Though Walt Disney World is no stranger to tropical weather, this week Hurricane Matthew is making headlines as the first major hurricane to target Florida in nearly a decade, threatening to pound the resort with winds in excess of 50mph and very heavy rainfalls.
Now, while Walt Disney World has plenty of safeguards in place for guests staying on property during severe weather, the resort will be taking some additional measures over the next few days to ensure that if this storm does hit before the end of the week (which is looking all but certain according to current projections), the effects will be as minimal as possible.
1. Waiving cancellation fees due to storm activity
Right now, if you are planning to arrive at Walt Disney World in the next few days, you might be a little nervous, especially as air travel may be restricted due to the storm in the coming days. Fortunately, guests who contact Disney in the next week are now able to modify their plans without fear.
As is standard practice, now that a hurricane watch has been issued for all of central Florida, Walt Disney World is currently working with guests who have vacations booked between Wednesday, October 5 through Sunday, October 9, and is allowing those who need to either reschedule or cancel their trip due to weather to do so without having to pay the usual cancellation fee. Though there are some exceptions to this policy (if you booked a package with airfare for instance, you’ll need to talk to your airline as Disney can’t forgive other companies' fees, and if you change dates and upgrade from a moderate to a deluxe resort in the process, you'll still have to pay the difference) Disney is very accommodating to those who are understandably uneasy about traveling to central Florida when severe weather is in the forecast.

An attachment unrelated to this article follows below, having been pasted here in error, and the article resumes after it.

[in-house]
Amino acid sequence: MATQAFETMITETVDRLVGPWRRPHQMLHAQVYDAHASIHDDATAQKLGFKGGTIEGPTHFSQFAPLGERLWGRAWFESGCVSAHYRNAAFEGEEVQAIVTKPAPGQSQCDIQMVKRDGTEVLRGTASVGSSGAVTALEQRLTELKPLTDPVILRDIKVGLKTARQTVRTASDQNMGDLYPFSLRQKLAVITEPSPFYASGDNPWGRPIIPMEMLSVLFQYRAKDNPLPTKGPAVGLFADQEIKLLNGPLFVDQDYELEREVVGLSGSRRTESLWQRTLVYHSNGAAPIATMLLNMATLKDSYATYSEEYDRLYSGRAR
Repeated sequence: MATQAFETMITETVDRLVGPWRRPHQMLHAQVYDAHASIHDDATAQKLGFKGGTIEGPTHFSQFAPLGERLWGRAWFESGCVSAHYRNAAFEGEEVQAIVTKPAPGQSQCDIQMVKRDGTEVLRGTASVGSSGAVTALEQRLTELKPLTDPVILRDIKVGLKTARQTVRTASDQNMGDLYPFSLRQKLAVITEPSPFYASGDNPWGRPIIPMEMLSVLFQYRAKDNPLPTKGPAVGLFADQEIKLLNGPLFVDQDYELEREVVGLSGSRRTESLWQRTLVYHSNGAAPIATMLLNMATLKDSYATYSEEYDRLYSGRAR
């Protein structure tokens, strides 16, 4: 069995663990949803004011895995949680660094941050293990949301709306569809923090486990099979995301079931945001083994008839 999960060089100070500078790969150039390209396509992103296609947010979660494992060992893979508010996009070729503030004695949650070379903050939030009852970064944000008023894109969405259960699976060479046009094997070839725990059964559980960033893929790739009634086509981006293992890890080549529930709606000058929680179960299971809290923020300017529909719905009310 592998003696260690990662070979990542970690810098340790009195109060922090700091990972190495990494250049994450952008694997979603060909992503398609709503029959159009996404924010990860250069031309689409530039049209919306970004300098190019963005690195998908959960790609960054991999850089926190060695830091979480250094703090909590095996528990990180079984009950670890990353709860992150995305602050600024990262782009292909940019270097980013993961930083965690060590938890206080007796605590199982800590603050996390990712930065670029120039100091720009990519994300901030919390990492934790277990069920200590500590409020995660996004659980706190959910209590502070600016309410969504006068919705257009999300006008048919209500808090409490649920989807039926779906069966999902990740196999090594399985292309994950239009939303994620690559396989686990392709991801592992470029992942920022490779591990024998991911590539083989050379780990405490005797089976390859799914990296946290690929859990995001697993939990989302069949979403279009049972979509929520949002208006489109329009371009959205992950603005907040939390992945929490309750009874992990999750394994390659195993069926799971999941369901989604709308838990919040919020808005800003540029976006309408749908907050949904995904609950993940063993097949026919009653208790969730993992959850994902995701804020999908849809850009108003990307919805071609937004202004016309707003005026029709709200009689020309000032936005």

2. Theme park tie-down is happening now
With the aforementioned hurricane watch now in effect for Orange County, Walt Disney World has deployed a number of specialty-trained Cast Members to begin what is known as a park-wide “tie down” which essentially involves removing all loose items around the parks and hotels, including trash bins, tables, chairs and anything else not firmly attached to the ground, and storing them in a secure location where they won't be blown around by the wind. In addition, anything that is loose but attached to a building (like a hanging sign or banner) is being tied down and secured with rope and zip ties (which, as you might suspect, is where this process gets its name).
In addition, you'll probably see a scale back for in-park entertainment over the next few days (especially those that require any substantial props), as Disney will be putting away everything it can in preparation for the storm.